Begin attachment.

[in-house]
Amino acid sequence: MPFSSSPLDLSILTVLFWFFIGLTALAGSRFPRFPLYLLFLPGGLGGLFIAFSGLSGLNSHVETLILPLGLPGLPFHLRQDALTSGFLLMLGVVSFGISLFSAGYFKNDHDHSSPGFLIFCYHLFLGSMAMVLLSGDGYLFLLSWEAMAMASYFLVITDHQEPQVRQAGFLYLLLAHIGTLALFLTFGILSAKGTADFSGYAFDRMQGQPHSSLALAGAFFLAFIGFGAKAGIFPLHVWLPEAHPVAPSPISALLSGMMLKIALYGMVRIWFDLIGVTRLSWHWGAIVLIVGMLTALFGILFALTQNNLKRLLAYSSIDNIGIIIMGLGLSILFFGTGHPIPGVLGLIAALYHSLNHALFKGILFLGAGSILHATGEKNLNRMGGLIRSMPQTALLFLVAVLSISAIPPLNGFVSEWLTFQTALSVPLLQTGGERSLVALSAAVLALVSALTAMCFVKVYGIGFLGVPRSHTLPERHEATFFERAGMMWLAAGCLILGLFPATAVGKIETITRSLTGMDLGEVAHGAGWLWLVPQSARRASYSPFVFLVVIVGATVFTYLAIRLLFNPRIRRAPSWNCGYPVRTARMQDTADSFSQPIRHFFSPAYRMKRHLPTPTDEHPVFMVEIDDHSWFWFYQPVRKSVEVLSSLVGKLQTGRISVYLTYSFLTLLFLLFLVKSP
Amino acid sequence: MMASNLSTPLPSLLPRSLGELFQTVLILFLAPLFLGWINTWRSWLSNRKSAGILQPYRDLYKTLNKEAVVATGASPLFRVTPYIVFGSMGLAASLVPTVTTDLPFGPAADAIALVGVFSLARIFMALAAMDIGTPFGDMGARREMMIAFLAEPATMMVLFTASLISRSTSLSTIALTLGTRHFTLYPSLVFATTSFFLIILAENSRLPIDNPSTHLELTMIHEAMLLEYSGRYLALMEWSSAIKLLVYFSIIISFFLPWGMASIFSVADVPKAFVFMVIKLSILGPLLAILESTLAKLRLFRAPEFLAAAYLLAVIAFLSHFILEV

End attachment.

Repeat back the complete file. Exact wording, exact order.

[in-house]
Amino acid sequence: MPFSSSPLDLSILTVLFWFFIGLTALAGSRFPRFPLYLLFLPGGLGGLFIAFSGLSGLNSHVETLILPLGLPGLPFHLRQDALTSGFLLMLGVVSFGISLFSAGYFKNDHDHSSPGFLIFCYHLFLGSMAMVLLSGDGYLFLLSWEAMAMASYFLVITDHQEPQVRQAGFLYLLLAHIGTLALFLTFGILSAKGTADFSGYAFDRMQGQPHSSLALAGAFFLAFIGFGAKAGIFPLHVWLPEAHPVAPSPISALLSGMMLKIALYGMVRIWFDLIGVTRLSWHWGAIVLIVGMLTALFGILFALTQNNLKRLLAYSSIDNIGIIIMGLGLSILFFGTGHPIPGVLGLIAALYHSLNHALFKGILFLGAGSILHATGEKNLNRMGGLIRSMPQTALLFLVAVLSISAIPPLNGFVSEWLTFQTALSVPLLQTGGERSLVALSAAVLALVSALTAMCFVKVYGIGFLGVPRSHTLPERHEATFFERAGMMWLAAGCLILGLFPATAVGKIETITRSLTGMDLGEVAHGAGWLWLVPQSARRASYSPFVFLVVIVGATVFTYLAIRLLFNPRIRRAPSWNCGYPVRTARMQDTADSFSQPIRHFFSPAYRMKRHLPTPTDEHPVFMVEIDDHSWFWFYQPVRKSVEVLSSLVGKLQTGRISVYLTYSFLTLLFLLFLVKSP
Amino acid sequence: MMASNLSTPLPSLLPRSLGELFQTVLILFLAPLFLGWINTWRSWLSNRKSAGILQPYRDLYKTLNKEAVVATGASPLFRVTPYIVFGSMGLAASLVPTVTTDLPFGPAADAIALVGVFSLARIFMALAAMDIGTPFGDMGARREMMIAFLAEPATMMVLFTASLISRSTSLSTIALTLGTRHFTLYPSLVFATTSFFLIILAENSRLPIDNPSTHLELTMIHEAMLLEYSGRYLALMEWSSAIKLLVYFSIIISFFLPWGMASIFSVADVPKAFVFMVIKLSILGPLLAILESTLAKLRLFRAPEFLAAAYLLAVIAFLSHFILEV